About Phytates: All grains, nuts and seeds are high in phytates, which is actually an amazing part of God’s design! Phytates are found in the hulls of seeds and are responsible for retaining the nutrients within the seed until just the right conditions are present for germination. At that point, an enzyme called phytase is released, which breaks down the phytates, allowing the seed to sprout and the nutrients to be freed up to support the growth of the seedling. These phytates can preserve seeds even through the digestive tracts of animals, which is part of how seeds are spread far and wide. So yes, phytates are important! But the same properties of a seed that protect its contents until germination also “protect” those nutrients through our digestive tract. Not only do the phytates hold tightly to the nutrients they are bound to (critical minerals like calcium, magnesium, copper and zinc), they also bind to nutrients in our digestive tract from other food we’ve eaten and strip them from our system. This is obviously not good. The amazing thing about sourdough is that the lactic acid produced by the bacteria create the right environment for the wheat’s phytase enzymes to be released, which then in turn breaks down the phytates and makes all those nutrients available to us (source 1, source 2). Amazing!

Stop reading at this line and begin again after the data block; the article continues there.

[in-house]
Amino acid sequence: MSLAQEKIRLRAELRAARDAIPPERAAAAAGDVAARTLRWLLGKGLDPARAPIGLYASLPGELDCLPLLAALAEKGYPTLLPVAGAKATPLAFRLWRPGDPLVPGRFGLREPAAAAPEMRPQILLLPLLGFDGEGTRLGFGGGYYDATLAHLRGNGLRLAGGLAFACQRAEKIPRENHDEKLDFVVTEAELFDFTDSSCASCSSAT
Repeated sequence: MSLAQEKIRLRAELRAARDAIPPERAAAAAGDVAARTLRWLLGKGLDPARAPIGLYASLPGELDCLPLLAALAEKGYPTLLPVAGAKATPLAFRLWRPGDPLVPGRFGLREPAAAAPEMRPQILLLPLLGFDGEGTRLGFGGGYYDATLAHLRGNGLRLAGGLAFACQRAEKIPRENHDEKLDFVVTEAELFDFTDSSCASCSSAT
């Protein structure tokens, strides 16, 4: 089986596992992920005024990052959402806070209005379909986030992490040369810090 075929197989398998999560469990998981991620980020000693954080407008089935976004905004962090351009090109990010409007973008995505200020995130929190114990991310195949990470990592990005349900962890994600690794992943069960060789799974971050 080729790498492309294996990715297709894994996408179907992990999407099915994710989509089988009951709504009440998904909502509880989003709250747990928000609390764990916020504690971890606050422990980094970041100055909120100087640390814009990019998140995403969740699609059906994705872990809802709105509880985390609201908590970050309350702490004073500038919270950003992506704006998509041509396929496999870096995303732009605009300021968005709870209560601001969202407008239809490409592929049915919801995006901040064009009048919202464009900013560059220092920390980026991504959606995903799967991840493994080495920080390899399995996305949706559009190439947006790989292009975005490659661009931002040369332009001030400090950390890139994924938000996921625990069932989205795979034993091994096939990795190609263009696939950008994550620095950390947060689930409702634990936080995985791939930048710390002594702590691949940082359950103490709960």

There is so much more to learn about the health benefits of sourdough, but the above two topics alone are enough to make me want to feed myself and my family sourdough products as much as I am able – and enough to make me want to convince you to, too! So, here it is, what you’ve been waiting for – how to get started!
Acquiring a Sourdough Starter
Option 1: Purchase a sourdough starter online or from some natural food grocers or brewing supply stores. It will come as a dry powder and will include instructions for activating it. This option is good because you can count on the powder to easily populate your starter with all the good bacteria you need, thus getting your starter off to a strong start.
Option 2: Find an established sourdough starter. This may mean getting a cup of starter from a friend or a bakery that bakes true sourdough. After accidentally killing my starter this year, I was able to get a new starter from the Great Harvest Bread Co. franchise in my city. The owner was friendly and simply sent me home with a paper cup full of starter from the supply she keeps. Finding an established starter is your best bet for success and is the least work!
Option 3: Make your own sourdough starter. I haven’t actually had to do this myself, so I am simply going to refer you to thekitchn.com. They have a good recipe that is easy to follow. I believe you can have success with this option, but assuming you are a beginner, the first two are probably better routes to take.